Michael Atkins reports on an interesting development that could have a real effect on certain widespread litigation practices if it were to spread: A federal District Judge denying entry of a stipulated confidentiality order. Wrote the court:

There is a strong presumption of public access to the court’s files and records which may be overcome only on a compelling showing that the public’s right of access is outweighed by the interests of the public and the parties in protecting files, records, or documents from public view. . . . [P]arties seeking an order to seal any documents must provide a specific description of particular documents or categories of documents they seek to protect and a clear statement of the facts justifying a seal and overcoming the strong presumption in favor of public access.

Michael notes that this appears to be part of a trend in all courts in Washington. Clearly, there is no right or wrong to this policy, but it is, for sure, a policy decision and one that ought to be debated. There are two possible approaches:

  • Do we say that the cost of using the courts as playground to work out your business disputes — even though you have a constitutional or statutory right to do so — is that privacy for matters short of what the law deems legitimately confidential is presumptively relinquished?
  • Or, rather, if both parties agree to shield a category of information, and there is no necessary public interest in that information — in contrast to family law matters or, of course, criminal proceedings — does the presumption of privacy, or even confidentiality, lie with the parties themselves, absent a specific showing to the contrary?

I vote for the second option, even though I believe clients spend an excessive amount of time and money obsessing over “secrets” no one cares about. So what? It’s not as if allowing such stipulations costs the public anything other than the information itself. That’s information the public presumably was doing just fine without and which it could never know but for the litigation. To the contrary, such a policy may serve to lighten the public burden in terms of what does and does not get filed.

My caveat: I see where a court would, however, and perhaps should, insist on some degree of disclosure when material otherwise under seal is relied upon in rendering an opinion. It is at the level of judicial decision-making (“unpublished” or otherwise) that the public interest in judicial proceedings crystallize. The idea of a court making a ruling based on stealth facts not apparent from its written opinion is, as they say, “troubling.” This is of course an idealization of how judicial opinions are rendered, and most of us have seen this sausage made with quite a few less ingredients than a full set of facts — stipulated, secret or salted.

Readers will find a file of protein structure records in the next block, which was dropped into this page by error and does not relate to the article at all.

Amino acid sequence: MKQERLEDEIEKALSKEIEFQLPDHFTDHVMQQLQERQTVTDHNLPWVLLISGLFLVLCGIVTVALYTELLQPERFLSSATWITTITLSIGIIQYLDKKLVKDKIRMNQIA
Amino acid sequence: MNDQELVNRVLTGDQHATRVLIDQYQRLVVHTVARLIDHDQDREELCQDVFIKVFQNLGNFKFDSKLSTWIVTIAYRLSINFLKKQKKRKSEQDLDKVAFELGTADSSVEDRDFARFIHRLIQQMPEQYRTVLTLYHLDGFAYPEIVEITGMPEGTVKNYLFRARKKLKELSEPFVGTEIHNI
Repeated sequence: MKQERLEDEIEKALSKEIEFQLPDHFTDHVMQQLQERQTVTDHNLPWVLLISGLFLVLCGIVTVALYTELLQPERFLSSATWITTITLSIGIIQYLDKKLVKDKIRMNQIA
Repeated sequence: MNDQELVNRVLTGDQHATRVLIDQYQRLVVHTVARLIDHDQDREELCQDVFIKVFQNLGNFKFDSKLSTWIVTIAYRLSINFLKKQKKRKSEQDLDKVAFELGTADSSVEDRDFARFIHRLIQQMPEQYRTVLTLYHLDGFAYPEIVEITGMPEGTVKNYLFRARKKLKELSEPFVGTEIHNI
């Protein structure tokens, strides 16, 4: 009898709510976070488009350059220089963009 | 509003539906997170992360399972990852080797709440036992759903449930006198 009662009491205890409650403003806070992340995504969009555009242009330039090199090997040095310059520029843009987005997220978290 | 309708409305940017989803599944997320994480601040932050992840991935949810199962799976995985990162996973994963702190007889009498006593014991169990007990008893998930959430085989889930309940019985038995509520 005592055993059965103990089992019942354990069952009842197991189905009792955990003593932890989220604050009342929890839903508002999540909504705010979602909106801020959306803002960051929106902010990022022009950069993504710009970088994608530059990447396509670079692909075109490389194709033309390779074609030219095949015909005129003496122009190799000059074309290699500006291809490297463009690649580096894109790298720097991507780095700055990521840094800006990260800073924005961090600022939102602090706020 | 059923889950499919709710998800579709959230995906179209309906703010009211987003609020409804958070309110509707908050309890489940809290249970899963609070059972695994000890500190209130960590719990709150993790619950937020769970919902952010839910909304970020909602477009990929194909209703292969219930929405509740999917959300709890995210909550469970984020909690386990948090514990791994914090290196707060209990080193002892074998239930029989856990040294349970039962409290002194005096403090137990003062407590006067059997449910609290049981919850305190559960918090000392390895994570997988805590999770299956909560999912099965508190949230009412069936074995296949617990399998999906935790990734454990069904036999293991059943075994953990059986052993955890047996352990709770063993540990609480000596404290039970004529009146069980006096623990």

Short of those necessary links, however, I say let the parties keep their own secrets, and let the courts endorse their agreements to do so — short of an indication of fraud or a cognizable public interest to the contrary — and stay out of the way.

Originally posted 2012-11-16 11:34:34. Republished by Blog Post Promoter

By Ron Coleman

I write this blog.

3 thoughts on “Don’t ask me to keep your secrets”
  1. It may very well do so, Martin, yes. Good point. On the other hand, you have to pay for arbitration, which can really add up. There are perceived to be very few other advantages, but this could end up being one — at least in Washington State.

  2. I prefer the former approach. The courts are a public good. From a Libertarian perspective the court’s role as the final arbiter of property disputes is possibly the most important role of government. The potential for overuse of this public good, resulting in a “tragedy of the commons” (http://www.econlib.org/library/Enc/TragedyoftheCommons.html) is a real possibility, which we should be vigilant in avoiding. If justice delayed is justice denied, then clogging up the courts with stuff that arbitration can solve should be discouraged.

    How to discourage this use though is hard. Charging monetary tolls for use of the court would limit its value as a public good, as those unable to pay would have no recourse to enforce their rights. Here though is a good opportunity to charge the wealthy litigant more than the pauper, via the disclosure of private matters except in unusual circumstances, which ought “cost” the wealthy more than the poor.

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